In order to assure that mirror 40 is in its operative position at the time of flashlamp energization, a microswitch S is positioned to be actuated by the moving mirror when it reaches its light-sealing position against flange 48. Upon being actuated, microswitch S functions to initiate the exposure cycle (e.g. by opening the leading blade of the shutter mechanism) and to energize the flashlamp during the exposure period. After exposure, mirror 40 is returned to its inoperative first position in a conventional manner, such as via the film advancing mechanism of the camera. Coupling the mirror return to the film advancing mechanism offers the advantage of preventing use of the viewfinder until the new film frame is in position for exposure and the shutter mechanism is cocked and ready for exposure.
In FIG. 3, a simple shutter release mechanism is shown for capturing the mirror in its inoperative first position. In use, shutter release pad 60 is depressed, in the direction of the arrow, thereby pivoting arm 52 about pin 54. During this pivotal movement, mirror 40 is released from a notch 56 formed in arm 52 and, due to its spring bias, the mirror moves in the direction of the arrow to its operative second position against wall 50. Upon reaching its second position, mirror 40 actuates microswitch S to commence the exposure and flashlamp energization process.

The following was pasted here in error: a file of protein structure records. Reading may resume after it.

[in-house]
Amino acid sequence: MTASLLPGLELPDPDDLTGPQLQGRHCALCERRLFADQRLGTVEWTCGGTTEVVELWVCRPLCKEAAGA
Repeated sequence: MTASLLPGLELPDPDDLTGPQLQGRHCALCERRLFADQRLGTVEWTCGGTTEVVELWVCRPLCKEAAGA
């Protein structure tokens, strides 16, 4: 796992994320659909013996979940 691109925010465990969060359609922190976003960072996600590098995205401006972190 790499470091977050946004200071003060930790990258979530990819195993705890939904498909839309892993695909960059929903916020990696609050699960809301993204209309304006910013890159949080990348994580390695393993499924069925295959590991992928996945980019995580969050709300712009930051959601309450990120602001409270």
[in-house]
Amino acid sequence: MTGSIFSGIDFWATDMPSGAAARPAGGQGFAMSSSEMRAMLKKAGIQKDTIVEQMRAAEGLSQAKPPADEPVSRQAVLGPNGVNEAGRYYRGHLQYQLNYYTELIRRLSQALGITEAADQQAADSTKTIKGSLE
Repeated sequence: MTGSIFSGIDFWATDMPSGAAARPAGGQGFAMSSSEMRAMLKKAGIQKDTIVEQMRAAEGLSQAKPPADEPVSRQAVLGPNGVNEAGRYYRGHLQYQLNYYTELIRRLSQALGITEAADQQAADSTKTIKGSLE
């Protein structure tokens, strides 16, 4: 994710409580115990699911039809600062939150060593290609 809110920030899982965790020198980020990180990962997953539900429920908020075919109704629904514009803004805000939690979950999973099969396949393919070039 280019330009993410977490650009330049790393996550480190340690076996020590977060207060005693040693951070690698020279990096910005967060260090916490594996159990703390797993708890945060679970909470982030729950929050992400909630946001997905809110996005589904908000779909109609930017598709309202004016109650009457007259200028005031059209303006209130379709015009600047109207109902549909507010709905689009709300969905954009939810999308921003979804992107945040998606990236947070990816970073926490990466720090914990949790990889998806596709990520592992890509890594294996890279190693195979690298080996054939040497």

In FIG. 4, the planar reflecting surface of mirror 40 (discussed above) has been modified to be elliptical in shape. As in the case of planar mirror 40, elliptical mirror 70 is pivotally mounted to the interior wall 38 of the camera housing for movement between an inoperative first position (shown in phantom lines) and an operative second position (shown in solid lines). In its first position mirror 70 does not obstruct the viewfinder optics and functions to form a light seal with wall 38. In its second position, mirror 70 redirects flashlamp energy from lamp 32 into object space through the viewfinder's front optical element 24.
As shown in the dotted lines of FIG. 4, mirror 70 is a segment of an ellipse having two foci, F1 and F2. Mirror 70 is shaped so that one of the foci, F1, coincides with the longitudinal axis of flashlamp 32, and the other foci, F2, coincides with the principal plane of optical element 24. Thus, it may be appreciated that mirror 70 functions to relay an image of the flashlamp to the front of the camera housing, such image being substantially equal in size to the flashlamp. Note, since the frontal optical element of most viewfinders is a negative lens, it has a minifying effect on the size of the flashlamp, when viewed from object space through the optical arrangement shown in FIG. 1. The result is that the flashlamp appears smaller than it actually is and, since the flashlamp energy at a point in object space varies with the apparent size of the flashlamp, it is not as efficient in illuminating the scene. The use of an elliptical reflector, as shown in FIG. 4, overcomes the deficiency.